“How much money have you blown?”
“A fucking fortune.”
“No, tell me exactly.”
He cleared his throat. “Well, I sold the mutual funds I told you about and I can’t afford South Beach. I stay home under the sun-lamp, it’s around here somewhere. There are no stocks anymore, I sold Microsoft right before it went through the roof. But I do have a crush on Bill Gates. Can you blame me?”
“So how much?”
“My whole draw, every month, and then some.” He closed his eyes briefly. “I’m overdrawn on my checking and I owe my left nut to AmEx. Plus I have four credit cards with cash advances to the hilt. One card I even stole, from one of my partners, who left it on the table after lunch.”
I bit my tongue. “Is heroin that expensive?”
“You get what you pay for. It’s gotten purer, more bang for the buck. I support Ramon’s habit, too, and some of his friends like to party.”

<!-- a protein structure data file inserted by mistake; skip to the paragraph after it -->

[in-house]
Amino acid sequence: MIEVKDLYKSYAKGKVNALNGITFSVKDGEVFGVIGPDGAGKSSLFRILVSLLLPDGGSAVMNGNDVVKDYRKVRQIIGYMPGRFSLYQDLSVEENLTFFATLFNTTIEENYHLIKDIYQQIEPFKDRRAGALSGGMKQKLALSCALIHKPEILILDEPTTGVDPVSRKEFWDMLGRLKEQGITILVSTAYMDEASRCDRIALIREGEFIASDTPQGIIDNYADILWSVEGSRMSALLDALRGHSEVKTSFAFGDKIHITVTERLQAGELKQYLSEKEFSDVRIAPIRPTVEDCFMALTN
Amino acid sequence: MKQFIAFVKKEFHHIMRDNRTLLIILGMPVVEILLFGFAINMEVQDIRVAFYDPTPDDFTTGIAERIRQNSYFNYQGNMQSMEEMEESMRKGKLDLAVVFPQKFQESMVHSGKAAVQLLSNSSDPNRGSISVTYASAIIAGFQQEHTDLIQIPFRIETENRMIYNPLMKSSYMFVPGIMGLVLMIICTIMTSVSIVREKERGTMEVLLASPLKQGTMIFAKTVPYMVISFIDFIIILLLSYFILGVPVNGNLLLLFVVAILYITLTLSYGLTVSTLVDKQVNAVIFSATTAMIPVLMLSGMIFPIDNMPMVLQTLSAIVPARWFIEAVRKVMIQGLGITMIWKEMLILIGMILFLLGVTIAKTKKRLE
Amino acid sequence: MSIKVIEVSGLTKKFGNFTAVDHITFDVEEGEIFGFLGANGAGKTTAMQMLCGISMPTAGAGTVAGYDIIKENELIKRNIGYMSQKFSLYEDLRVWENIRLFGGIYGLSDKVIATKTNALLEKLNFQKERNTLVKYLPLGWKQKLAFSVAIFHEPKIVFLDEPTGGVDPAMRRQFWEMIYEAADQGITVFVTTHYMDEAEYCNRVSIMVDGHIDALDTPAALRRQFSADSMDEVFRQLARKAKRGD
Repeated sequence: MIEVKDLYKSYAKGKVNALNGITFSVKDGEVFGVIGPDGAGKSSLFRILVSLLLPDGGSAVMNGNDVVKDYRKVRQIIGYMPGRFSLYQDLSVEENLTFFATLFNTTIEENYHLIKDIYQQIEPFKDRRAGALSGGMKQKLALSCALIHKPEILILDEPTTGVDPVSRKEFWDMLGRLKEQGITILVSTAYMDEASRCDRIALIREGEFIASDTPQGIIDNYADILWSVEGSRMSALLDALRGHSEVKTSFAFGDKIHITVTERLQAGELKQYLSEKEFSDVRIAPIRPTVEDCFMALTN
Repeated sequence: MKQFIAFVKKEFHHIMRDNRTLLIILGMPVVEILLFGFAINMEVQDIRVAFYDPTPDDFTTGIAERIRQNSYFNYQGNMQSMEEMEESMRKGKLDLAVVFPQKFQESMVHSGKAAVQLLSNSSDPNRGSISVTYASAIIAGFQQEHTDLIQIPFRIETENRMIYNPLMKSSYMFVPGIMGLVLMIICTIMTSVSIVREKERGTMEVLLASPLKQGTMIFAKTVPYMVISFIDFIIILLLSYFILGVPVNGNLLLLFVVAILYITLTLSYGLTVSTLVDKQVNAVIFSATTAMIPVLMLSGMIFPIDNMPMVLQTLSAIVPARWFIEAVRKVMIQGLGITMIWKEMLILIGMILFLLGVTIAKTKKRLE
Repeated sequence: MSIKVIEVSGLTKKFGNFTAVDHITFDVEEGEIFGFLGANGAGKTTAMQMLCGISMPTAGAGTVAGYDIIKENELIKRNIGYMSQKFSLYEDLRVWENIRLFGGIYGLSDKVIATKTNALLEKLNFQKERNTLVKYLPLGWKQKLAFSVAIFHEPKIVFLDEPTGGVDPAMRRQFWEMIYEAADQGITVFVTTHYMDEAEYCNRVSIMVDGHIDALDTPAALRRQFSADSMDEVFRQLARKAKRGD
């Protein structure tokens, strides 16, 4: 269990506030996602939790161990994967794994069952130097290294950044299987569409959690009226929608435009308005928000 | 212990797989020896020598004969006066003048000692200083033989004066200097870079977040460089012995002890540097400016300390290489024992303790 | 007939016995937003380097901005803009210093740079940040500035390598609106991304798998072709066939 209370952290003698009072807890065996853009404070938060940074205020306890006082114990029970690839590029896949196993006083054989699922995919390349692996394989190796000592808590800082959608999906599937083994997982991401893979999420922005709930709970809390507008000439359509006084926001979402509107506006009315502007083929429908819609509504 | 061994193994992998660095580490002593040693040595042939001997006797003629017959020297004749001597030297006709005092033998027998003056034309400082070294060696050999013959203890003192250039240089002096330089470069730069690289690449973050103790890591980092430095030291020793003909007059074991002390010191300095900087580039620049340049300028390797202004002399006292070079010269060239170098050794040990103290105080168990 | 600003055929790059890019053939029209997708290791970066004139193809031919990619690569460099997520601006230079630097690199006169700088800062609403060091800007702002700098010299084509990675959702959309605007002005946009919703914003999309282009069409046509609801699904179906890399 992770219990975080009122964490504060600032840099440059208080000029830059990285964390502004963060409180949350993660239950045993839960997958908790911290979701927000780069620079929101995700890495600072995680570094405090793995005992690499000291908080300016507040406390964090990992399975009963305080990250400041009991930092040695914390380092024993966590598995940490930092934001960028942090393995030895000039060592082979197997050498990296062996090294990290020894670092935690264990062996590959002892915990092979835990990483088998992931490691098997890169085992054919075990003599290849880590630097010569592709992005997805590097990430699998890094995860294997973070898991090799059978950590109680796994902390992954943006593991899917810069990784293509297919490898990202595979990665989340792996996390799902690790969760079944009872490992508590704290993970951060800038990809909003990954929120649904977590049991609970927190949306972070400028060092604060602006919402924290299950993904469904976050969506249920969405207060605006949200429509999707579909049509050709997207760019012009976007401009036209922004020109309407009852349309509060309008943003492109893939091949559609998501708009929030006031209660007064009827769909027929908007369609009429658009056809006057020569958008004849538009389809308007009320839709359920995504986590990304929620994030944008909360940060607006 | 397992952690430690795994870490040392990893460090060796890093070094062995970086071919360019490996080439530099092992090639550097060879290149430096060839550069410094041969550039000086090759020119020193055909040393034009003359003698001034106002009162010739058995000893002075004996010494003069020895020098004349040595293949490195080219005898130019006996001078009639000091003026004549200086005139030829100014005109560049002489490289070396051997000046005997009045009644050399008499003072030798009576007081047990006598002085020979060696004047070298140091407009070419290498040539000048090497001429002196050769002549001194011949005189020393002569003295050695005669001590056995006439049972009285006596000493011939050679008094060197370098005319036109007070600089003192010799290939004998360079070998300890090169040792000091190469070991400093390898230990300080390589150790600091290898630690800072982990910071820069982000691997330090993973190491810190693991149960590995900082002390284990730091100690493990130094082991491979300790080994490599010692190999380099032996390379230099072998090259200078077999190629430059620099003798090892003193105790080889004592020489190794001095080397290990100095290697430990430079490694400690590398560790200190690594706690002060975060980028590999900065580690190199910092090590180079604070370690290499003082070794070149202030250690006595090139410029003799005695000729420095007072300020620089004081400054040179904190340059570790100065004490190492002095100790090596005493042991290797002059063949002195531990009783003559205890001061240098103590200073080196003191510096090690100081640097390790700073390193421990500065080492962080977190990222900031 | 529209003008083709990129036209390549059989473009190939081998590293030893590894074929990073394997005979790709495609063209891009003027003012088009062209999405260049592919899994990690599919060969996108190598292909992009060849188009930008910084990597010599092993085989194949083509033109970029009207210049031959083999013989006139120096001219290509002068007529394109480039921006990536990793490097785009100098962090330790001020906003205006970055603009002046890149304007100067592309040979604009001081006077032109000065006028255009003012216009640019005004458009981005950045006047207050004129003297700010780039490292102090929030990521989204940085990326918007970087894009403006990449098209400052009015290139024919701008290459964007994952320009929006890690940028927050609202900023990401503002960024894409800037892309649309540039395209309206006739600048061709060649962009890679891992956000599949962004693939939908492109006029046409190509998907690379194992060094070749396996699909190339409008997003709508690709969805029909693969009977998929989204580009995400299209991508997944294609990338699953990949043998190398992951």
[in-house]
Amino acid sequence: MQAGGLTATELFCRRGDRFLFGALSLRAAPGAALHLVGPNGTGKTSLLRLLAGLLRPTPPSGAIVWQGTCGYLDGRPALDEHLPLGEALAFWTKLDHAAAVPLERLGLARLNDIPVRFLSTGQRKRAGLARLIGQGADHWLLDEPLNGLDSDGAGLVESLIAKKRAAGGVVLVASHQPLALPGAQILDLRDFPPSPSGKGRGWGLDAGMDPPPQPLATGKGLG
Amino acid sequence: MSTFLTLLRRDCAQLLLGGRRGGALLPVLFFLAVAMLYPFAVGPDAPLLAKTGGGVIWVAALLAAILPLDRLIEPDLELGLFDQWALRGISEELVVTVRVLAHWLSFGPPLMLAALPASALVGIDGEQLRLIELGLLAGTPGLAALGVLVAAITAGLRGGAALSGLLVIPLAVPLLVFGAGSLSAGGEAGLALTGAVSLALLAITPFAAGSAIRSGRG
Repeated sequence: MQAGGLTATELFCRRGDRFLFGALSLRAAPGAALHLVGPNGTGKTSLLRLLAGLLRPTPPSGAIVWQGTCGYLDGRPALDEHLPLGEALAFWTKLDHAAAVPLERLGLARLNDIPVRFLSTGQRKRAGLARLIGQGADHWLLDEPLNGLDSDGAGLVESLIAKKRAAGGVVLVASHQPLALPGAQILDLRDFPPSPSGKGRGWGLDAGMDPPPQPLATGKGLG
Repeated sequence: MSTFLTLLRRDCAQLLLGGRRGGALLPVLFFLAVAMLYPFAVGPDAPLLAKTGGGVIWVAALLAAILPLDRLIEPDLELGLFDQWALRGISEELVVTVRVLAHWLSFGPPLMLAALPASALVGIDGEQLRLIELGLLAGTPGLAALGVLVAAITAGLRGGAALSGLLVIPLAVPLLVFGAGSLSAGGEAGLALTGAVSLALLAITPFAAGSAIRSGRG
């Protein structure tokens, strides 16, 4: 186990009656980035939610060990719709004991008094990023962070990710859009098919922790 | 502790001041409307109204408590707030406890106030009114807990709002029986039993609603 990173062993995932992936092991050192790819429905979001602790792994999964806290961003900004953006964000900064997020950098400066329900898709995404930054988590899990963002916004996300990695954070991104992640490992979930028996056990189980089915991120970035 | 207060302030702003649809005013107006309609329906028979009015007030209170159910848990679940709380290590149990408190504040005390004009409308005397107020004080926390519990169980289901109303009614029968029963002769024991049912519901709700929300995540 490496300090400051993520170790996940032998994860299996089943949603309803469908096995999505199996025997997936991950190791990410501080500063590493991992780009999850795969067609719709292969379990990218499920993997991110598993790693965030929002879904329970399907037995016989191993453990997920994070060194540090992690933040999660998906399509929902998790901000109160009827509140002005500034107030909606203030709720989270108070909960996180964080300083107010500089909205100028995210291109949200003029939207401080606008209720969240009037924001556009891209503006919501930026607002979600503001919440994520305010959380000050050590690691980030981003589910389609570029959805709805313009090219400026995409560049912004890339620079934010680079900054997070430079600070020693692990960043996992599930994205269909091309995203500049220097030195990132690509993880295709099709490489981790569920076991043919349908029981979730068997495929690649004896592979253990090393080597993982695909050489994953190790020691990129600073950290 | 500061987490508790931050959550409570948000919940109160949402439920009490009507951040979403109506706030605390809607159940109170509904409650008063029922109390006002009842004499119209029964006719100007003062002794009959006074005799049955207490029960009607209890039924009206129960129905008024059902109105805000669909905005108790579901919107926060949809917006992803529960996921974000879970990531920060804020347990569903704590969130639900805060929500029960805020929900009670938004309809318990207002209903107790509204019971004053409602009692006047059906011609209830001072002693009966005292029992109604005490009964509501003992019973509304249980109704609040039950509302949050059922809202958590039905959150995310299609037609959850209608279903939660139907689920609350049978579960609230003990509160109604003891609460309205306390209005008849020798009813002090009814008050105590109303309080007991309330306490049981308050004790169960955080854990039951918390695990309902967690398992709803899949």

I put two and two together. “Are you stealing from the clients?”
“No more than any other lawyer.”
“Okay, not so you’d notice. I overbill for reimbursements, a little here, a little there. Charges you don’t need receipts for.” He brightened. “Although your scam with Consolidated Computer is fucking brilliant, Bennie. I never thought of inventing a client, then billing to it. That one’s the big lie, all right.”
My face felt hot, and I hadn’t even told him about my wardrobe renaissance. “How’d you keep this up, Sam?”
“The sham, the whole thing.”
“I can’t keep a secret? ‘Deduce You Say!’ 195-”